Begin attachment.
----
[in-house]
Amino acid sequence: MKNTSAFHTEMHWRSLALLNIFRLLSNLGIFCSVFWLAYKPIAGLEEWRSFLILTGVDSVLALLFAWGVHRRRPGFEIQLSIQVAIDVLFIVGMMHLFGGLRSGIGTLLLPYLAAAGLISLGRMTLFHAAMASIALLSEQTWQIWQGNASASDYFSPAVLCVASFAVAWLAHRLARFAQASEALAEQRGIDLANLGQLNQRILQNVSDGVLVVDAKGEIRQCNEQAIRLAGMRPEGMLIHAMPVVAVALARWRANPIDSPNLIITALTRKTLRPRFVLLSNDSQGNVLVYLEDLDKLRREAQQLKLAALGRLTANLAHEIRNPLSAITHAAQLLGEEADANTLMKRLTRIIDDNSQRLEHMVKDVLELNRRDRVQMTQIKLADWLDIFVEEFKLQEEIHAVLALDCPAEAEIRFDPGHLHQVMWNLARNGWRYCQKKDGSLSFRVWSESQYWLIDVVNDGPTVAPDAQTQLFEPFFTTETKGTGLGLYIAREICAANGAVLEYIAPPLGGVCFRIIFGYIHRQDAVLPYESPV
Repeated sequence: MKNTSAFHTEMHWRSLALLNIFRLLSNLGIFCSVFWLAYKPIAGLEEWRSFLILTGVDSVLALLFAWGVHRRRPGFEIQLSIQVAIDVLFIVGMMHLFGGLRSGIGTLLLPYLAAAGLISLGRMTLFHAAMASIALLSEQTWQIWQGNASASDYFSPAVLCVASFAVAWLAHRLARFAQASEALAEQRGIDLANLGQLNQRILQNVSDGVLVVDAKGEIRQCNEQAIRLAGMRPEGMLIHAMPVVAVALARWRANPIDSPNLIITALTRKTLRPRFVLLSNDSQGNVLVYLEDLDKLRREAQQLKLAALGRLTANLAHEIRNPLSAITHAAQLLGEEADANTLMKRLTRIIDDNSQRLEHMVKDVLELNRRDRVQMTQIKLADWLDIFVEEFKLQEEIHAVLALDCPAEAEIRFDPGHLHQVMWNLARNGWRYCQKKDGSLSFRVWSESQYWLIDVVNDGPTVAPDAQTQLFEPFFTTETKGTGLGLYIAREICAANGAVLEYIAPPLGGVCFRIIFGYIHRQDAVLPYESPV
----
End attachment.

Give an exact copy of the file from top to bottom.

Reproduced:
[in-house]
Amino acid sequence: MKNTSAFHTEMHWRSLALLNIFRLLSNLGIFCSVFWLAYKPIAGLEEWRSFLILTGVDSVLALLFAWGVHRRRPGFEIQLSIQVAIDVLFIVGMMHLFGGLRSGIGTLLLPYLAAAGLISLGRMTLFHAAMASIALLSEQTWQIWQGNASASDYFSPAVLCVASFAVAWLAHRLARFAQASEALAEQRGIDLANLGQLNQRILQNVSDGVLVVDAKGEIRQCNEQAIRLAGMRPEGMLIHAMPVVAVALARWRANPIDSPNLIITALTRKTLRPRFVLLSNDSQGNVLVYLEDLDKLRREAQQLKLAALGRLTANLAHEIRNPLSAITHAAQLLGEEADANTLMKRLTRIIDDNSQRLEHMVKDVLELNRRDRVQMTQIKLADWLDIFVEEFKLQEEIHAVLALDCPAEAEIRFDPGHLHQVMWNLARNGWRYCQKKDGSLSFRVWSESQYWLIDVVNDGPTVAPDAQTQLFEPFFTTETKGTGLGLYIAREICAANGAVLEYIAPPLGGVCFRIIFGYIHRQDAVLPYESPV
Repeated sequence: MKNTSAFHTEMHWRSLALLNIFRLLSNLGIFCSVFWLAYKPIAGLEEWRSFLILTGVDSVLALLFAWGVHRRRPGFEIQLSIQVAIDVLFIVGMMHLFGGLRSGIGTLLLPYLAAAGLISLGRMTLFHAAMASIALLSEQTWQIWQGNASASDYFSPAVLCVASFAVAWLAHRLARFAQASEALAEQRGIDLANLGQLNQRILQNVSDGVLVVDAKGEIRQCNEQAIRLAGMRPEGMLIHAMPVVAVALARWRANPIDSPNLIITALTRKTLRPRFVLLSNDSQGNVLVYLEDLDKLRREAQQLKLAALGRLTANLAHEIRNPLSAITHAAQLLGEEADANTLMKRLTRIIDDNSQRLEHMVKDVLELNRRDRVQMTQIKLADWLDIFVEEFKLQEEIHAVLALDCPAEAEIRFDPGHLHQVMWNLARNGWRYCQKKDGSLSFRVWSESQYWLIDVVNDGPTVAPDAQTQLFEPFFTTETKGTGLGLYIAREICAANGAVLEYIAPPLGGVCFRIIFGYIHRQDAVLPYESPV